“First, put the movie ‘Elf’ into the VCR, and watch it for seven minutes. No other movie, and no less than seven minutes. Then, and only then, press the ‘Exit to TV’ button on the DVR remote control. That’ll reset the whole system.” He went on demonstrate her unique swish and point technique for operating the remote, which looks suspiciously like Hermione Granger schooling Ron Weasley on Wingardium Leviosa during Harry Potter 1.

Our daughter joined us, looking quite pleased with herself. “But Dad,” she pointed out, “it worked.”

The Queen is dead. Long live the Queen.

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Comments

  1. says

    Mysterious indeed. I wonder if the alchemy would work over at our place, because we also have the 3 remote dealio. Unlike you, I was never employed by a German tech firm, so I’m at a huge loss. Last night my 6 year old showed me how to solve a computer issue I’d been cursing about for 30 minutes, and she did it while rubbing her eyes and squinting into the light, since it was two hours past her bedtime and she’d come down for cough medicine. So I’m worse than a sick, half-asleep 1st grader at this stuff. Also: loved the Who’s on First with your mom and daughter.

  2. says

    Ah, the onward march of the current technology. If you bought something 10 minutes ago there is a newer, faster smarter option on it’s way to Best Buy as I type.

    Funny about your kid’s savvy of Uverse. I thought I was the guru of all that is AT&T technology. I don’t own the DVD of Elf so therefore, I must not be in total command of the situation. As it turns out my biggest problem with Uverse is my neighbors dog that has dug up the cable 3 different times and chewed it through and through. No cable no Uverse. Everything short of that can be cured by shutting down the gateway waiting 10 seconds, rebooting all TVs and saying a quick prayer to the Internet gods. If Elf doesn’t do the trick next time, give it a try. Oh, and if that fails shoot your neighbors dog.

  3. Beth says

    We have a universal remote that somehow goes wonky. I text my son to call me so he can run me through the reprogramming. In his mind he sees it all, “hit the third button down at the right, hit the middle one on the left, scroll up two hit the “yes” hit the previous button, hit the tv then cable button and voila it works. Just this morning I was yelling help with the cable box via email. He is in Spain for the semester but called me on his google phone and I’m back in business. The inner runnings of technology is hard wired into their brain……clearly nurture versus nature, but what about the next generation??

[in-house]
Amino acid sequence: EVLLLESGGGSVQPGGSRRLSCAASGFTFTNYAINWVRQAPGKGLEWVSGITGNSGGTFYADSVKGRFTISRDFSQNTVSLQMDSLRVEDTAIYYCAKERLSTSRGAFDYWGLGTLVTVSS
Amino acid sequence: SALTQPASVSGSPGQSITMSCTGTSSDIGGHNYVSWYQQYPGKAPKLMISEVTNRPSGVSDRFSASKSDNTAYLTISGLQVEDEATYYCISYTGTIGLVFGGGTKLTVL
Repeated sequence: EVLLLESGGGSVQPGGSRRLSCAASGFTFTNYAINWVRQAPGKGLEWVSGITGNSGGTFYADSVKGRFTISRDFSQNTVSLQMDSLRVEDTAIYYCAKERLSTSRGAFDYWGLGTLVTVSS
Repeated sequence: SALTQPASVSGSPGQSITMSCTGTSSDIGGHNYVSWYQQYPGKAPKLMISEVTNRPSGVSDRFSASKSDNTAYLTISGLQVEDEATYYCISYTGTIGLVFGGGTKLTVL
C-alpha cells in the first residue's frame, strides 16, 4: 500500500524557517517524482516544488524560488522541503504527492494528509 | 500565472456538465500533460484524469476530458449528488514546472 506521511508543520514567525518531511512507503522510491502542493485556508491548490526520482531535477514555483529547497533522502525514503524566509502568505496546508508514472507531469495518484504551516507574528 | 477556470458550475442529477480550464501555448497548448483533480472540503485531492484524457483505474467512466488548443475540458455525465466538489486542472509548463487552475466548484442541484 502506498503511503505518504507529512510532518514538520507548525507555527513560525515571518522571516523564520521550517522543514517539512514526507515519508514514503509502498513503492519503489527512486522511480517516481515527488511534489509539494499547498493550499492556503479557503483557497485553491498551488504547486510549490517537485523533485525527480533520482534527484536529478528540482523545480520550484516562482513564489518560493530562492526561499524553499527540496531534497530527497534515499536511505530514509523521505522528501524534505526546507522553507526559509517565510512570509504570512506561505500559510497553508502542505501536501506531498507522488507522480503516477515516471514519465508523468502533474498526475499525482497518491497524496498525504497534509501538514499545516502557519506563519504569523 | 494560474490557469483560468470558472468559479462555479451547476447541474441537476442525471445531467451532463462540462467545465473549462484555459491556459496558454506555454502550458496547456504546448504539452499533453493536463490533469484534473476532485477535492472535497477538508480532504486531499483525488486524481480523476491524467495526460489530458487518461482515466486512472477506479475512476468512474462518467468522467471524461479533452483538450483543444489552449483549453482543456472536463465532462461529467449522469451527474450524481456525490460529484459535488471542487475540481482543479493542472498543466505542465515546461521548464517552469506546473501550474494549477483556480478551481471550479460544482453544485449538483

4. says

    Oh, good Lord. I can relate. We have an 11-year-old AV Club president here, too. My husband and I both bow to him on all matters technological.

    It’s quite humiliating.

    Nevertheless, when the day comes, we’re going to have to go off to college with him or risk never being able to view another movie on our “entertainment system” again.

    *sigh*

    A.

  5. Floribunda says

    The ginge is my tech support – I feel safe operating the TV as long as he’s around to remedy any situation I’ve created by pressing the wrong buttons in a frenzy of confusion; conversely, I don’t always love the “fun” little stuff he does to rearrange things on my computer, even though I know he can right it immediately with a simple drag and click.
    As for Blondie, he’s my go-to Wii IT. Helpful when I’m in the mood for “Just Dance” and can’t seem to get the damn thing going…

  6. Floribunda says

    Oh, and you can thank me later for that Elf DVD. Had no idea it would provide more than entertainment when I bought it…the multitasker of holiday movies.

  7. Tiffany K. says

    If my daughters weren’t here, I would not be able to restart the t.v., play Just Dance on the X-Box, or watch a DVD. Suffice it to say I do not watch television during school hours.

  8. Chris says

    So the key question that no one is asking “What happens in the first 7 minutes of Elf?” My guess is there’s some favorite scene that ends at 6:59. Does he walk thru the candy cane forest? Get his raccoon hug? I think that’s probably for the 7 minute mark reason.